• Utilising measurements of overall wellbeing to produce more effective safety interventions

Audrey McGibbon, Co-Founder, EEK & SENSE

 

17.00    End of Conference Day One

 

 

Conference Day Two – Thursday 25 July

8.30       Registration

 

9.00       Opening remarks from the chair

 

9.10     Considering current regulatory constraints and conditions within psychological safety law

  • Understanding key developments in psychosocial safety regulations and cases
  • Identifying relevant regulatory agencies and supportive services in psychological safety
  • Designing an approach to new safety regulations that transcends compliance requirements
  • Ensuring officers and leaders are aware of their obligations and potential penalties

Carlie Holt, Partner, Pinsent Masons

 

9.55       Prioritising sustainable and continuous improvement of your mental health and wellbeing strategy

  • Identifying key vulnerabilities and indicators of successful wellbeing intervention
  • Designing realistic timelines for effective improvement of organisational mental health
  • Ensuring your health and wellbeing policy documents complement your ongoing actions
  • Achieving whole-of-organisation buy-in to continuously improve health outcomes as a team

Paul Willingham, Group Manager Risk and Safety, City of Parramatta

 

10.40    Morning Coffee

 

11.10    Providing constructive solutions to minimise occupational violence and aggression

  • Ensuring that employee safety is the highest priority at every level of the organisation
  • Providing resources and support to staff at high risk of psychological injury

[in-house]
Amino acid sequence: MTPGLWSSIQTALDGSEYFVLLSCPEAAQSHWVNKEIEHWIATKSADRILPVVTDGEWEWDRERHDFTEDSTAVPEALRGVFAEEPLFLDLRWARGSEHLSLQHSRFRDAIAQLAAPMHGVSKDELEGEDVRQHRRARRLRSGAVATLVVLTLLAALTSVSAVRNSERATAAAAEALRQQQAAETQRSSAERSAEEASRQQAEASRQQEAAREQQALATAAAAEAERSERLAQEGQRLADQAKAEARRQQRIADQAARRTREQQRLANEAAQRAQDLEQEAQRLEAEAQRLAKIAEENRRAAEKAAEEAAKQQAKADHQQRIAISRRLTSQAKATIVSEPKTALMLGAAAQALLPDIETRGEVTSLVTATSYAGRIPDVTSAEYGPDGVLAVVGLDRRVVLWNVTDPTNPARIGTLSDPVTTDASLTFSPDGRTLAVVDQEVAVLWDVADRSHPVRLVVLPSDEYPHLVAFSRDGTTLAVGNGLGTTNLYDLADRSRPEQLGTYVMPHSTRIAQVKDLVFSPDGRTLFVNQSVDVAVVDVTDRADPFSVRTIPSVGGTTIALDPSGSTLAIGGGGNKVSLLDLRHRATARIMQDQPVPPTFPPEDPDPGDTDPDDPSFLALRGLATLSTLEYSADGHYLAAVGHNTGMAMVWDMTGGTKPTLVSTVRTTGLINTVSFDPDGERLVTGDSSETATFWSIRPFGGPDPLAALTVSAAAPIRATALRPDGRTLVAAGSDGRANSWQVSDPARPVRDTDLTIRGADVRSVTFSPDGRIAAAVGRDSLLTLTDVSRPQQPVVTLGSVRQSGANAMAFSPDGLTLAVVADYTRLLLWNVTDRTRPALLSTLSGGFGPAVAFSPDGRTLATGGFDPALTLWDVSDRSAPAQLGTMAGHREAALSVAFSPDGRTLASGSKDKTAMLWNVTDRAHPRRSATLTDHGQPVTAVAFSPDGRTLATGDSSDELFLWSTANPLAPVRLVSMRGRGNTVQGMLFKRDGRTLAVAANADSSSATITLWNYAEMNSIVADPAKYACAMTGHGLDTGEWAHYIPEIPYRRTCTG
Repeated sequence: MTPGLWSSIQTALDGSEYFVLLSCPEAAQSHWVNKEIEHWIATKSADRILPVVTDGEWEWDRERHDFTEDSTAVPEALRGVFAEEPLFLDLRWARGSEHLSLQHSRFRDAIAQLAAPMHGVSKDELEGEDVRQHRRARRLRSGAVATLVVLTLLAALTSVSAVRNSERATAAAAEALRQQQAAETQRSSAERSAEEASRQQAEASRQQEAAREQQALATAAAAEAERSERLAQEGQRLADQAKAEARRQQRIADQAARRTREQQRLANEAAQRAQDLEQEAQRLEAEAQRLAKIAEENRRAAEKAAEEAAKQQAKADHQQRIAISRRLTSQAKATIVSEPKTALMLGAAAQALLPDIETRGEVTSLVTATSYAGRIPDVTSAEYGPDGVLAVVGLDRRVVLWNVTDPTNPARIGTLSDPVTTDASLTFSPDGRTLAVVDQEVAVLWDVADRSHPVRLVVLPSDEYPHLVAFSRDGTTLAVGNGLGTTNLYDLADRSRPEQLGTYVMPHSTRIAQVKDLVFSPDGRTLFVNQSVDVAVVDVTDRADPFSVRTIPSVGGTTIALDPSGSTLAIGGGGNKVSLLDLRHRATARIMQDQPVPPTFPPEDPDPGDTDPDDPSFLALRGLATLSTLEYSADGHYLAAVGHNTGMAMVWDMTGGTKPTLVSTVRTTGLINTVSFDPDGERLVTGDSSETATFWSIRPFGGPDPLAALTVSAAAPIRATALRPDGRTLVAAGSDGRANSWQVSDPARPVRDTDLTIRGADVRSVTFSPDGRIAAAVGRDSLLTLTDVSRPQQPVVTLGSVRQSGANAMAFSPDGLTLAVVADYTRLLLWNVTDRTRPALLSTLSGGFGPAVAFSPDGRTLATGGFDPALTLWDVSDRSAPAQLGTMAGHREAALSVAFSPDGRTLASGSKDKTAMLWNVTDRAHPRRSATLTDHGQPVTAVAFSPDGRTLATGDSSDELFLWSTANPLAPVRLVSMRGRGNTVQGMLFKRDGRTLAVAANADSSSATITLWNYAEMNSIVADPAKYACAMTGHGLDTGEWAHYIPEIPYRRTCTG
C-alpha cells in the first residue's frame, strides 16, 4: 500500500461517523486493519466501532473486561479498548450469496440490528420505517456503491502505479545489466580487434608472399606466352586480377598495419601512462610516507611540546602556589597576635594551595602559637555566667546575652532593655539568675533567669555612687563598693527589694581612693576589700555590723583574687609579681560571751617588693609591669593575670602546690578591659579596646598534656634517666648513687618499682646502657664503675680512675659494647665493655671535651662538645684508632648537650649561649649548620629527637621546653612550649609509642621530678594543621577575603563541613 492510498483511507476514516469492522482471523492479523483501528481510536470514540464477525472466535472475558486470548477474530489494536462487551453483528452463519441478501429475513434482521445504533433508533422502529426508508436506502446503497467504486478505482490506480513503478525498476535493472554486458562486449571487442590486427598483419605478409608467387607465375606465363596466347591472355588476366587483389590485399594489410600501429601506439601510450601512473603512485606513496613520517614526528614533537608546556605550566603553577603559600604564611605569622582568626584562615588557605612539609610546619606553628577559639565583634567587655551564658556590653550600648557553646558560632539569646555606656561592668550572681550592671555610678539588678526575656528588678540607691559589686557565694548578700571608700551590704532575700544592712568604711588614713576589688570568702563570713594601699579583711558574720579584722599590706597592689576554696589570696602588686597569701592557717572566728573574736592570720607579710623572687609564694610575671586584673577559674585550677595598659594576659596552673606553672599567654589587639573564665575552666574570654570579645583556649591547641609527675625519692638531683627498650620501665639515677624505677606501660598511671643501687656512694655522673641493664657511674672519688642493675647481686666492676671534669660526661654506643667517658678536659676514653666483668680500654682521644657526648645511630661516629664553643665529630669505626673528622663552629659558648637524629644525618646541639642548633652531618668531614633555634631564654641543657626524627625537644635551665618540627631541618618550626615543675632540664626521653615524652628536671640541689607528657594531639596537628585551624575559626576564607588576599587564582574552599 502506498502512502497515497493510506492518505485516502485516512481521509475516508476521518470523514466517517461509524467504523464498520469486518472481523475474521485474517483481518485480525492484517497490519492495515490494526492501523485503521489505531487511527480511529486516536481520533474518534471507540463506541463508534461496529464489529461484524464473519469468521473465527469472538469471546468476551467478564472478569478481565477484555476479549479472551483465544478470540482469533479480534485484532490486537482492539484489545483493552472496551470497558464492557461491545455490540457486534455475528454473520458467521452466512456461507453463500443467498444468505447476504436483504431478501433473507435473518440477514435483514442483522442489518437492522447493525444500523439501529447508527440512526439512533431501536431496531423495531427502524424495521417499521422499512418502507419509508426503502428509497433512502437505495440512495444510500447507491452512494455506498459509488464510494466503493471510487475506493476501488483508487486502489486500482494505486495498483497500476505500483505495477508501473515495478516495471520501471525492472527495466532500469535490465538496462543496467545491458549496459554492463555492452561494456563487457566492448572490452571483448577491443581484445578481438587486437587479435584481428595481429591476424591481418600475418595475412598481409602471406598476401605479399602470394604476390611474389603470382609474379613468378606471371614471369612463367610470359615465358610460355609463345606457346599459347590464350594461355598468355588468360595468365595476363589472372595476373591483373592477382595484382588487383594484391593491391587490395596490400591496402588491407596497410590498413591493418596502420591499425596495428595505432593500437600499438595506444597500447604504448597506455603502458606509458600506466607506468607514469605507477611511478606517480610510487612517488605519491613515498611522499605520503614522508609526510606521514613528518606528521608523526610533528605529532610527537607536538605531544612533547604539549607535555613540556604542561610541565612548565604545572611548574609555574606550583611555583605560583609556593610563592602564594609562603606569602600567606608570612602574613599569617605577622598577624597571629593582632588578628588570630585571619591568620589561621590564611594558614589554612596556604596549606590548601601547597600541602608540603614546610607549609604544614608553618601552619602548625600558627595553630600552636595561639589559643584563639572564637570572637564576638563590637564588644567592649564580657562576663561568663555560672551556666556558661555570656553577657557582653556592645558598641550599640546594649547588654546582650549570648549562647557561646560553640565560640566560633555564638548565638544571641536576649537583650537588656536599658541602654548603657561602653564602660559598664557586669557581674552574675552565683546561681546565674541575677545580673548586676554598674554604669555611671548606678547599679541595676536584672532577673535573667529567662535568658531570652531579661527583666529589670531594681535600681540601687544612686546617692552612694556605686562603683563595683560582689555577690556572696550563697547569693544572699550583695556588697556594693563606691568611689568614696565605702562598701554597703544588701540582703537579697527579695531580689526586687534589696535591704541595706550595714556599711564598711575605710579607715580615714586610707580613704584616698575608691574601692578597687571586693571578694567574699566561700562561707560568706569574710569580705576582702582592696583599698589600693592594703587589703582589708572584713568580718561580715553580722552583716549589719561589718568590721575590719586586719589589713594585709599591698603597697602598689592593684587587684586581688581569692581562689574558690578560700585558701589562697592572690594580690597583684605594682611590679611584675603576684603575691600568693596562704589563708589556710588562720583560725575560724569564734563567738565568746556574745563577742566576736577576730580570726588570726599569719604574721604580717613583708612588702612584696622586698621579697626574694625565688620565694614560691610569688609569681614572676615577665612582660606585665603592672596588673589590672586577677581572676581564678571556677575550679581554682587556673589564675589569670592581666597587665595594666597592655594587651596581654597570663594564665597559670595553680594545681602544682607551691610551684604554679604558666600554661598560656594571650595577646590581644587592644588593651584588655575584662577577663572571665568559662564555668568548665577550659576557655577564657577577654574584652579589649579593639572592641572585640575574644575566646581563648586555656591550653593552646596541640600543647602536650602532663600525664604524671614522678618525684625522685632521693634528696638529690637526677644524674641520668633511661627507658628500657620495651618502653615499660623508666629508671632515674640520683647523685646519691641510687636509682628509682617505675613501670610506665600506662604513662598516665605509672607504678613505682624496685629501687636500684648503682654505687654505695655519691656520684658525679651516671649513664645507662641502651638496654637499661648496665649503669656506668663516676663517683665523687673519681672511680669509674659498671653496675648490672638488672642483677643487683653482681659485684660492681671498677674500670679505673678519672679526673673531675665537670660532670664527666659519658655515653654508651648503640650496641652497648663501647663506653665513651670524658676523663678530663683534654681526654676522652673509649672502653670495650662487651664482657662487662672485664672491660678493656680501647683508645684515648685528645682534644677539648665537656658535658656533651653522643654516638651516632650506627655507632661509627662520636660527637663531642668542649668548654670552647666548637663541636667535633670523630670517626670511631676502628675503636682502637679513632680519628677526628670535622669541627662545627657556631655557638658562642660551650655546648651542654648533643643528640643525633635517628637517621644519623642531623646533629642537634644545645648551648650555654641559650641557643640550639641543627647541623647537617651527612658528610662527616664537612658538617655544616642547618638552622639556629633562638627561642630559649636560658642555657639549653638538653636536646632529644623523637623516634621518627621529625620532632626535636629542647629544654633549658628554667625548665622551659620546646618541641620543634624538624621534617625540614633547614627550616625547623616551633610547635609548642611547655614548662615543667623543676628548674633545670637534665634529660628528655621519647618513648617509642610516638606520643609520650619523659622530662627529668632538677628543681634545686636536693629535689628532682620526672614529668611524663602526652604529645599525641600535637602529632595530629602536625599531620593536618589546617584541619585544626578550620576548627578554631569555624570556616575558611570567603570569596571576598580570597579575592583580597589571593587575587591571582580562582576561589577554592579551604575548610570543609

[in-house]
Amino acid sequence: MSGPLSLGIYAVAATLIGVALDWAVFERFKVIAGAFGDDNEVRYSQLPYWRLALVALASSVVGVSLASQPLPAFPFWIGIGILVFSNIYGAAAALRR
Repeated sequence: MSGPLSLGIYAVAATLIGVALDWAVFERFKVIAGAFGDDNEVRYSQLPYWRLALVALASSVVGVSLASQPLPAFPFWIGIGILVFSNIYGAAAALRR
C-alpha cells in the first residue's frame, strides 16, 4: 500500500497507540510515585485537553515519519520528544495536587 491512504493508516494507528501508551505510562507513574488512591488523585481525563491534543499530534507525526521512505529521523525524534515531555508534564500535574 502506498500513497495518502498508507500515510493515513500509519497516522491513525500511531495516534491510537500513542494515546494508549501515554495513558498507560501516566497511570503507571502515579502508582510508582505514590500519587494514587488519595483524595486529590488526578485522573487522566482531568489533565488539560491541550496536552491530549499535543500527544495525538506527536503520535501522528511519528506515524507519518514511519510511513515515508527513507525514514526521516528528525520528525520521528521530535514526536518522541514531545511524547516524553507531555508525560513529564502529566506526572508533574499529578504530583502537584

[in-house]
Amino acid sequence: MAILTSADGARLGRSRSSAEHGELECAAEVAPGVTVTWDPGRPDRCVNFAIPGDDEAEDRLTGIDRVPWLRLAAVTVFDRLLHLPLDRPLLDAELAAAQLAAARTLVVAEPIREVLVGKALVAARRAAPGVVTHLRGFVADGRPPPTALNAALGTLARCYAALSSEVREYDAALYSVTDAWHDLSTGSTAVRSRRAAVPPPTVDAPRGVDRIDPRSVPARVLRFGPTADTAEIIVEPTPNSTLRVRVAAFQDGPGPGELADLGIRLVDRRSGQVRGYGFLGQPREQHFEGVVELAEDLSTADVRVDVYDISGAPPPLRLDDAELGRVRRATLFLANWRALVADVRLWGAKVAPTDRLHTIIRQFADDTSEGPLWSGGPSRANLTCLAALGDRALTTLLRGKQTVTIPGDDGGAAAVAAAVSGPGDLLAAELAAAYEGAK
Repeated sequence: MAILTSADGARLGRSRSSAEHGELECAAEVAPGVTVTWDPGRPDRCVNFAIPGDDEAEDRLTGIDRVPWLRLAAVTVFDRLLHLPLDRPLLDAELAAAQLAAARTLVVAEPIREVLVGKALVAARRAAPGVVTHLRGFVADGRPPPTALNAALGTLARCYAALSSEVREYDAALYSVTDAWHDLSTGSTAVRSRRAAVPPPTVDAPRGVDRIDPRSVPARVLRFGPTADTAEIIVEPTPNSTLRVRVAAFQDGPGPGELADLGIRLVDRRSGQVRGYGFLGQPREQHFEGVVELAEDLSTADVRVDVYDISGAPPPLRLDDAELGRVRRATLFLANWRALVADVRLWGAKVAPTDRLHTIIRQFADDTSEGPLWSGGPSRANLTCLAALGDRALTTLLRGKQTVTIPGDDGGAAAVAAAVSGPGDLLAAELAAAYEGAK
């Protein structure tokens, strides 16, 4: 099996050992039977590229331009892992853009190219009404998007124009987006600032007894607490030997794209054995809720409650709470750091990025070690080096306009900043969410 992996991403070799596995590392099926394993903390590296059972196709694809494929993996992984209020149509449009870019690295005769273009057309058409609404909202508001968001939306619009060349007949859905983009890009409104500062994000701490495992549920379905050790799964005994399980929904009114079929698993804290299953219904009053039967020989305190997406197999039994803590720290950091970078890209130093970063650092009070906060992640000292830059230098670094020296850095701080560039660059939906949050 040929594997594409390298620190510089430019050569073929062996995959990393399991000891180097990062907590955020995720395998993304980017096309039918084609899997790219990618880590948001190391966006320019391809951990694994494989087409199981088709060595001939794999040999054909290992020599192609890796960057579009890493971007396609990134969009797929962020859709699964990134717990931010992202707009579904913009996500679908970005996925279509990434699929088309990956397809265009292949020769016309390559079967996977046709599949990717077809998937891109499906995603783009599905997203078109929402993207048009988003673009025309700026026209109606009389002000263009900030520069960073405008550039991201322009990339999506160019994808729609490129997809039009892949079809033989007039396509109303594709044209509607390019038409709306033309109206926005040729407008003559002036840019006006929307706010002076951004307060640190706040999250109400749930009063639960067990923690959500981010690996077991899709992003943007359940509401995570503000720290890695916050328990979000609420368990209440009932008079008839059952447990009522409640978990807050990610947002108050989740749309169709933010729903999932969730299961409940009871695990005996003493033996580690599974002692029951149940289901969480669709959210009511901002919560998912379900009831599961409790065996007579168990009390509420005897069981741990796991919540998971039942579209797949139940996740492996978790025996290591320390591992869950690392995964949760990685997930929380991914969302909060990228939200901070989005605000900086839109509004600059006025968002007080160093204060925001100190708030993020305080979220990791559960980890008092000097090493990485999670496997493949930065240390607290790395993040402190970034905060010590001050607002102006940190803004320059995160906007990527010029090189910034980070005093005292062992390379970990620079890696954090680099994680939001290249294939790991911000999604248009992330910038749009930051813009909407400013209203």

• Developing incident management systems and practices to minimise escalation
  • Training employees to manage violence and aggression safely

 

 

11.55    Protecting your safety and wellbeing teams from trauma risks

  • Providing specialised and preventative care to high risk WHS teams
  • Mitigating the additional risks of vicarious trauma in your team
  • Understanding the importance of retention and peer support for long-term staff wellbeing
  • Providing preventative support and check-ins for your health and safety teams

Dianne Van Berlo, Executive Director Health, Safety and Staff Wellbeing, NSW Department of Education

 

12.40    Lunch

 

13.40    Improving work design throughout your organisation for psychological health and wellbeing

  • Mitigating underlying operational risks of psychological injury across all business units
  • Integrating work design considerations into your overall health and wellbeing strategy
  • Collaborating between key business functions for effective and safe work design
  • Ensuring job design continues to adapt to new wellbeing challenges in every team

David Burroughs, Principal Psychologist, Australian Psychological Services, and Chief Mental Health Officer, Westpac

 

14.25    Mitigating the risks of overwork with thoughtful job design

  • Navigating psychosocial hazards around overwork in high performance teams
  • Anticipating indicators of potential overwork in your organisation
  • Making a business case for reduction of workloads and responsibilities
  • Encouraging employees to share their challenges in a safe environment

Chris Doyle, Group Head of EH&S and Assurance, Lendlease

 

15.10    Afternoon Tea

 

15.40    Centring health and wellbeing in the process of Return to Work from psychological injuries

  • Ensuring your workplace is safe and welcoming for injured employees
  • Developing your RTW strategy around the qualities of your workplace
  • Accounting for secondary psychological injury after physical incidents
  • Complementing your RTW approach with best-practice prevention and wellbeing

Taylor Kirkwood, Return to Work Advisor, Rehab and Retraining Officer, Fire and Rescue New South Wales

 

16.20  Mitigating the psychosocial risks of potential bullying and harassment

  • Identifying potential high-risk areas of bullying and harassment in your organisation
  • Transforming your organisational culture to encourage positive professional behaviour
  • Ensuring your approach to inappropriate behaviour extends beyond regulatory minimums
  • Managing all stakeholders in realised instances of workplace bullying and harassment

 Alistair Schubach, Chief Executive Officer, Aframes Safety

 

17.00    End of Conference Day Two